If you’ve been to what we often refer to as a ‘traditional Jewish wedding’, you will know that the ceremony begins with the ‘Birkat Eirusin’ – whose text is presented and discussed in today’s daf (Ketubot 7b); that it is immediately followed by the giving of a ring when the groom makes a declaration to his prospective bride, and that this is then followed by the ‘Sheva Brachot’ – whose text is presented and discussed in tomorrow’s daf (Ketubot 8a).
In terms of the ‘Birkat Eirusin’, we are taught in today’s daf that according to Rav Yehuda (as transmitted by Ravin and Rabbah bar Rav Adda), the text that should be said is: ‘Blessed are You, Lord, King of the Universe, who has made us holy through his commandments, and who has commanded us concerning forbidden unions, forbidden us those who are betrothed, permitting us those who are wedded to us through the rite of chuppah and kiddushin’. However, Rav Acha the son of Rava then quotes a tradition that he received from Rav Yehudah that the bracha doesn’t end there and, instead, it concludes with: ‘Blessed are You, Lord, who sanctifies His people Israel by the rite of chuppah and kiddushin’. And though some of the commentaries debate the absolute necessity of one or two of these words, broadly speaking this is the formula which can be found in traditional siddurim and which is recited in traditional Jewish weddings.
However, there is one exception – namely the Beta Israel community who lived in total isolation from the rest of the Jewish world for around 2,500 years.
Interestingly, there are elements of the Beta Israel wedding ceremony which more closely proximate the wedding practices described in Massechet Ketubot than all other modern traditions. Still, though the ‘keshera’ ceremony practiced by the Beta Israel involves a prayer, it is not as the blessing as found in today’s daf (which was formulated approximately 500 years after the Beta Israel arrived in Ethiopia). Instead, the kess proclaims: ‘Praise and thanks to the Lord of Lords, and praise to the guardian angels, for granting us life and bringing us to this day, and not forgetting us to this day. Who has seen such joy, and who has enjoyed such years of life? We have no King but You, You are His merciful Name’ (1), while the conclusion of the wedding ceremony ends with a blessing to, ‘Be fruitful and multiply like the sycamore tree and always remain as fresh and as green as the tzivhah. May the God of Israel grant you the blessing with which our forefathers Avraham, Isaac and Jacob and our foremothers Sarah, Rebeccah, Rachel and Leah were blessed.’ (2)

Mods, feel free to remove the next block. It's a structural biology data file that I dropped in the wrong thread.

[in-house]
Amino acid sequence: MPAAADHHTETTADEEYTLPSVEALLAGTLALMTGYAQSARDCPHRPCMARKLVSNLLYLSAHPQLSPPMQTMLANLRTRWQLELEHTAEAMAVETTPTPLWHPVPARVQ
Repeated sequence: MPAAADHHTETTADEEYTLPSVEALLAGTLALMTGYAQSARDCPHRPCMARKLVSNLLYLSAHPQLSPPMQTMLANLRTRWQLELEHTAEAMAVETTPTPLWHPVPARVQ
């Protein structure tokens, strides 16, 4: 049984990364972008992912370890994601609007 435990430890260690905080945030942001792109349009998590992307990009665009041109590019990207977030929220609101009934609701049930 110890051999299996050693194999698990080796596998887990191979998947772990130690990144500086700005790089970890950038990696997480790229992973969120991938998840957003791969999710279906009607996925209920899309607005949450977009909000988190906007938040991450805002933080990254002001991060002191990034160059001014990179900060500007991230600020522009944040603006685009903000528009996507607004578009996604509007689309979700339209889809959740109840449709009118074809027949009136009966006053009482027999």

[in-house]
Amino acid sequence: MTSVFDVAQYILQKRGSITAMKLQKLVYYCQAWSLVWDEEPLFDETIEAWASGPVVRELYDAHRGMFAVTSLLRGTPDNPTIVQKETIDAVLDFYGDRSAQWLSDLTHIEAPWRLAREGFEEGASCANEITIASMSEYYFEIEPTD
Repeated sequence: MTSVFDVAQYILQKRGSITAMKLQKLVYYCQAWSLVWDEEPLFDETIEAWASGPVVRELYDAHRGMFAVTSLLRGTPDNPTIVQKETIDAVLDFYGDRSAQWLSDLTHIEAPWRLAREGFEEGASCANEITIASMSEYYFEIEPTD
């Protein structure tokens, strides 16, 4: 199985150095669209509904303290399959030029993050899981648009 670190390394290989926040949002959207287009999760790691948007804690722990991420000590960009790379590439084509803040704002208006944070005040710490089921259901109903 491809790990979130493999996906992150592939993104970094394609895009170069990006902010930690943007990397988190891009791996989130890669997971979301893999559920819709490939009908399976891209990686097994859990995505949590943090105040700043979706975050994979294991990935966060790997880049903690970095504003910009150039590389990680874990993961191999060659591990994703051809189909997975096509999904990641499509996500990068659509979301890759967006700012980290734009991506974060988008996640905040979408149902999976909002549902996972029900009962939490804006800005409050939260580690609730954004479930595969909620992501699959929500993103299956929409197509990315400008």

When the Beta Israel community arrived in Israel in the 80’s and 90’s, their wedding ceremony was not recognized by the rabbanut as being ‘halachic’ since it did not include what is generally understood to be the essential words and practices of a ‘traditional Jewish wedding’ as found in our daf (3). What this means is that while the members of the Beta Israel community were practicing their ancient Jewish practices, these were not recognized to be valid as they did not include the key words which define, according to the rest of the Jewish world, what makes a Jewish wedding.
For decades, this lack of recognition has upset and angered members of the Beta Israel, and while individuals like Rabbi Dr. Sharon Shalom, a dear friend and a leading voice from within the Beta Israel community, have attempted to find practical halachic solutions to overcome this and similar deadlocks, until recently there was still too greater gap between the traditional rabbinic practices, and the traditions of the Beta Israel community, with neither feeling that they could or should concede for the sake of the other.
Two years ago Rabbi ‘Shai’ (Shimon Yehuda) Witzman – a friend of R’ Shalom – attempted to resolve this problem, and in his responsa volume titled ‘Minchat Shai’ is a 40-page halachic essay (4) which attempts to find a way of ensuring that the Beta Israel wedding ceremony is recognized by the rabbanut, as well as identifying those particular aspects of what is know as a ‘traditional wedding ceremony’ – such as the bracha found in today’s daf – which he feels needs to be included in the Beta Israel ceremony for it to be recognized. Significantly, Rabbi Nachum Eliezer Rabinovitch wrote an endorsement to Rabbi Witzman’s recommendations which speaks of his admiration for the efforts invested by this Torah scholar to forge greater understanding and achieve greater unity in the Jewish world.
We are blessed to live in a time where the words of the prophets about the ingathering of Jews from the four corners of the earth are being realized. And like every coming together of two or more people, this reunion of the Jewish people has generated significant questions. Of course, it is very easy for different groups to think that only they have the answer, while striving for peace often requires compromises. Still, and as I recently explained in my commentary to Yevamot 122 (see https://rabbijohnnysolomon.com/yevamot-122/), ‘when scholars – with different halachic views – come together and learn from each other, they can “increase peace in the world”’, and I believe that this is exactly what Rabbi Shalom and Rabbi Witzman have strived to achieve.
(1) Sharon Shalom, From Sinai to Ethiopia, pp. 194-195
(2) Michael Corinaldi, Jewish Identity: The Case of Ethiopian Jewry, p. 85
(3) To watch a video clip (in Hebrew) about the Beta Israel wedding ceremony, and the fight of a couple for their traditional Ethiopian wedding to be recognised in the Modern State of Israel, see Episode 2 of ‘Yerusalem’ (https://youtu.be/1ahW0_McSvQ) and the clips at 8 mins 30 seconds, and 50 mins 30 seconds.
(4) Minchat Shai, Even HaEzer Siman 2